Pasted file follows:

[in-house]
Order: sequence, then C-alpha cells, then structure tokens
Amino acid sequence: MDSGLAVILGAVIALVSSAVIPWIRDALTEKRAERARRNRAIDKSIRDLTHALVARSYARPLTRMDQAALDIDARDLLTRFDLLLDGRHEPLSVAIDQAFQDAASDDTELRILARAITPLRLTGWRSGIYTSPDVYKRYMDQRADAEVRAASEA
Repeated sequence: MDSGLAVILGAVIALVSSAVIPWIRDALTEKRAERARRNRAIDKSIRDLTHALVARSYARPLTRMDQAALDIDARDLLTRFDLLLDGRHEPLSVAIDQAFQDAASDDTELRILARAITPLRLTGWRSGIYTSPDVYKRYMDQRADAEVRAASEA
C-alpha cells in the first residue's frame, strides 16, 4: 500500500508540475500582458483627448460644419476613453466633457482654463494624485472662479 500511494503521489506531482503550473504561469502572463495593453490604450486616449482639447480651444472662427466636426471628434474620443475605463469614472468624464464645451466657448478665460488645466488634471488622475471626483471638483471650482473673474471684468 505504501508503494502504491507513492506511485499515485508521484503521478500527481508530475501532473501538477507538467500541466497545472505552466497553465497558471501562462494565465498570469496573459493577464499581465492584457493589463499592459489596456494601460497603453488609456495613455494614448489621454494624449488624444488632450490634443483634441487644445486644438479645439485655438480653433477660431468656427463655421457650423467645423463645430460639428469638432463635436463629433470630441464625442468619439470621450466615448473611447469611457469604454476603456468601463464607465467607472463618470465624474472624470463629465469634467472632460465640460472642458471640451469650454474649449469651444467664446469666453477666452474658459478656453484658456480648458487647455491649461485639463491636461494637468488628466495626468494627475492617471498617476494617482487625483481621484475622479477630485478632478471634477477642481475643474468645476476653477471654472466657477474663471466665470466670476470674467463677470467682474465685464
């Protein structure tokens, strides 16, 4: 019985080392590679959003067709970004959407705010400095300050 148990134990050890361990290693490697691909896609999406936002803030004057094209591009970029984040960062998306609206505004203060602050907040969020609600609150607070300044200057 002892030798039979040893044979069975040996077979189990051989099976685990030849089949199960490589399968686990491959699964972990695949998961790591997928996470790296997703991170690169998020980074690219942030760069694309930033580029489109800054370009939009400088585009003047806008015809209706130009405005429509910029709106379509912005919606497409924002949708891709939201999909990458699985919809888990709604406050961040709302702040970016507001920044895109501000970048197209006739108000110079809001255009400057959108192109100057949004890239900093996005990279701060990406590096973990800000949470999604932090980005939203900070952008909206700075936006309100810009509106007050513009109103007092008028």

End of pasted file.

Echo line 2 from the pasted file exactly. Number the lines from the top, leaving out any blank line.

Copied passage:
Order: sequence, then C-alpha cells, then structure tokens